Thanks for this reflection. I think you’re right to methodological implications of liberation theology. The authors seemed to parachute Sobrino and Latin American liberation theology into the heavily Barthian theses. I suspect that the authors do in fact agree in with regards to ethical implications of the preferential options for the poor. But you’re right to suggest that these theses would need to be re-worked if in fact that is the key to understanding the gospel. Anyway keep us these posts and challenges. I look forward to hearing Halden et al. respond in turn.

  2. robbbeck
    September 15, 2010 at 10:55 am


    Thanks again for posting another helpful corrective to the Kingdom-World-Church Theses. I think you’re spot on with the difficulty the Theses will run into given Liberation Theology’s sacramental and mediatory aspects of the poor.

    Quick question for you given your background on VonB and Lib Theo, and I pose this as one who is on the ecclesiocentric side of things (though I think it’s a false dichotomy). I saw somewhere that Kerr is trying to push for a “mission makes the church” instead of “the Eucharist makes the church” paradigm, which I think fits seamlessly with the general nature of the Theses. This struck me as an interesting claim to make given the unique influence the French Nouvelle theologians had on Liberation Theology. I’m thinking more along the lines of Blondel, de Montcheuil (and perhaps even de Lubac by implication) more so than vonB. Of course the Nouvelle were painfully hesitant to draw out the political implications of their thought (especially so with de Lubac), but it still seems like there’s continuity there; especially so with the focus on what constitutes communion, sacramentlogy and the social nature of salvation.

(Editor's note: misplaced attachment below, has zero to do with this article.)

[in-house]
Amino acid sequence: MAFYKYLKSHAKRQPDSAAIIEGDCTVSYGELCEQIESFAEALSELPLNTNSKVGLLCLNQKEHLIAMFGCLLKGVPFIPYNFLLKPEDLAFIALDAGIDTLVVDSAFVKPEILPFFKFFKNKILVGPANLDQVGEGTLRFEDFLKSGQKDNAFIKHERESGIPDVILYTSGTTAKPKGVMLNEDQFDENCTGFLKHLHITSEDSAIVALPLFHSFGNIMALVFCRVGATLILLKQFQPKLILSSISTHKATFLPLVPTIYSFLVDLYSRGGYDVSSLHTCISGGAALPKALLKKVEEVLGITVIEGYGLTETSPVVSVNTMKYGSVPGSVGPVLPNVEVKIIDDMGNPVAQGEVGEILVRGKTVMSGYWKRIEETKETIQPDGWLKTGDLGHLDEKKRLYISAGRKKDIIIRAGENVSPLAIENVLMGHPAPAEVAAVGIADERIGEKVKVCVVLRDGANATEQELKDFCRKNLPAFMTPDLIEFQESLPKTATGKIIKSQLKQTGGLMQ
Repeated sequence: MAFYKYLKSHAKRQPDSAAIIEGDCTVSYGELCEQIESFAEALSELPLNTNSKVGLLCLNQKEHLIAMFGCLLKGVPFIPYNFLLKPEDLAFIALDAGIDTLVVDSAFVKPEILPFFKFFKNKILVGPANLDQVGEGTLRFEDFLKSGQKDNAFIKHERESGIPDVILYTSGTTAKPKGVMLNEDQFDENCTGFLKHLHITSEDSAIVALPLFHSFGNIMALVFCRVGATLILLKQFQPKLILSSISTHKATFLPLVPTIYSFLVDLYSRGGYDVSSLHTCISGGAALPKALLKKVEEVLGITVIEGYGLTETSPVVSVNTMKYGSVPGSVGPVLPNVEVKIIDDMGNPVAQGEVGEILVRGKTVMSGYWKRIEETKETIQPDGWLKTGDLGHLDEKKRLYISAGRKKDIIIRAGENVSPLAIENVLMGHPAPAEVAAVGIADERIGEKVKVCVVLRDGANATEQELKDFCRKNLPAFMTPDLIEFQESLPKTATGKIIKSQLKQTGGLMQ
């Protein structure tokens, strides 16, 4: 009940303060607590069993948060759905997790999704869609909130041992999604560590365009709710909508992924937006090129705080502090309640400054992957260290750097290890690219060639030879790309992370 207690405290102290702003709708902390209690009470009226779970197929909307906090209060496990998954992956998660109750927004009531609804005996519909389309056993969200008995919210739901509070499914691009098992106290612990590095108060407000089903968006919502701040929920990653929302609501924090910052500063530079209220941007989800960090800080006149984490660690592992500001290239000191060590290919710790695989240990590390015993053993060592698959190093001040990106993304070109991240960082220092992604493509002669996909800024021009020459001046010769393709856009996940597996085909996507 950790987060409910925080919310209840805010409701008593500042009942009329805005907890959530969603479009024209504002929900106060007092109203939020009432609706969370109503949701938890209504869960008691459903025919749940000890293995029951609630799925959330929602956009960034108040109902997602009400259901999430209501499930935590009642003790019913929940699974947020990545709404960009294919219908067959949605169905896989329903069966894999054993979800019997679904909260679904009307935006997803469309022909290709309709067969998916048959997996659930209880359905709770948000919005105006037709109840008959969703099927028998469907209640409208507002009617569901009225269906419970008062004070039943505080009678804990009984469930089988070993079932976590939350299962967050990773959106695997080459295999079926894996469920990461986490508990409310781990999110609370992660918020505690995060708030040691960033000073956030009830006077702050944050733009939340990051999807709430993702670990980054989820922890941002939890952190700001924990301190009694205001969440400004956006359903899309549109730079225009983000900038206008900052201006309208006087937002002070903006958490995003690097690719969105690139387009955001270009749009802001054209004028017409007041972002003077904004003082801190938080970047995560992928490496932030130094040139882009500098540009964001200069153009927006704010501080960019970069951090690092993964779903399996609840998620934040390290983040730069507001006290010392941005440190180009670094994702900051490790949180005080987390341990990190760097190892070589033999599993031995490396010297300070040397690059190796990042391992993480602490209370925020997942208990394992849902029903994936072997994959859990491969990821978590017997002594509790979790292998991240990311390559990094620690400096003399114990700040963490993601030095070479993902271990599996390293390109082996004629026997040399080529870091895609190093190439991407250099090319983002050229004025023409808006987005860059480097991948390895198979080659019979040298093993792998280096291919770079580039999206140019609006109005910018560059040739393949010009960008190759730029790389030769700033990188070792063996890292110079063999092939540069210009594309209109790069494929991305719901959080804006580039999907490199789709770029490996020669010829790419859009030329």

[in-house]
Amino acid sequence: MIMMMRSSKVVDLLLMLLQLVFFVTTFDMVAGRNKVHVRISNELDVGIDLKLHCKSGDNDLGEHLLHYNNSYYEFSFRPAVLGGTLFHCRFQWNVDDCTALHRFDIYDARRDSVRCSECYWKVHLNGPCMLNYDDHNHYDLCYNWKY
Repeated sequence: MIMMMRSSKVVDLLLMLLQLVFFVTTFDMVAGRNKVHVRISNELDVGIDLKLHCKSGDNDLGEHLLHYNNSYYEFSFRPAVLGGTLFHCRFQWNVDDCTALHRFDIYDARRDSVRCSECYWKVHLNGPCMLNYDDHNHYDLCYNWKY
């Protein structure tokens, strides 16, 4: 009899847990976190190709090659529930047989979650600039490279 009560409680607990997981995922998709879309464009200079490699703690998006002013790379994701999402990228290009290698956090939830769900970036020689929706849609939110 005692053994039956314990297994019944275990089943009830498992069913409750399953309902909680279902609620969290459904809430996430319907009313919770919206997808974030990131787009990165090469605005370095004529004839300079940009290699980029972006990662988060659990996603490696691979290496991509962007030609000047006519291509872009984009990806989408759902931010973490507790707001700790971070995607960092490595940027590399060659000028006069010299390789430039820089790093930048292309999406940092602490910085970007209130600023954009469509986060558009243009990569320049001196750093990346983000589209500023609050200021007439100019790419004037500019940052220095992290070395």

My question is: in order for the theses to really have a Liberation bent or a sacremntal understanding of the poor vs. a mere “parachuting” as Jeremy perfectly described it, don’t they need a sense of “the Eucharist makes the church,” provided “Eucharist” is understood in the Nouvelle-Liberation Theology sense?

    I realize I’m painting with broad strokes here, so apologies in advance if this question isn’t clear.


    • Todd Walatka
      September 15, 2010 at 9:33 pm

      Thanks to both of you for the response. As for your further question, Robb, let me give at least some initial thoughts. First, not every liberation theologian has a sacramental understanding of the preferential option (Segundo comes to mind here). Of course, the two cited so far in the theses and in Halden’s follow up (Sobrino and Boff) do have a strong view of mediation or sacramentality. There is some diversity in terms of method in liberation theology; yet, as far as I can tell each method is fundamentally shaped by the option for the poor.

      In terms of the mission makes church versus eucharist makes church question, I think Balthasar’s view is striking. Both his anthropology and ecclesiology are grounded in an Ignatian view of mission. The individual Christian and the church as a whole are defined by the call to act in and for the world within the all-encompassing mission of Christ. We become who we are to be by responding to God’s call to enter into the drama of salvation. Yet, the Eucharist (along with other sacraments, rituals, practices, structures, etc.) is an essential part of Christ’s drawing humanity into his mission and into the life of God. This is particularly clear in his discussion of the working of the Holy Spirit in Theo-Logic 3. But even with this, I always tend to emphasize the connection between Eucharist and mission in his thought: any gift of God (Gabe) includes within it and is oriented towards a calling, a task (Aufgabe) to do in the world.

      I don’t know if that answers your question. In the end, I also would like to bring to two perspectives together, although I usually put my emphasis on mission or vocation.

  3. robbbeck
    September 16, 2010 at 10:15 pm

    Thanks, Todd. And thanks for calling to mind Theo-Logic 3.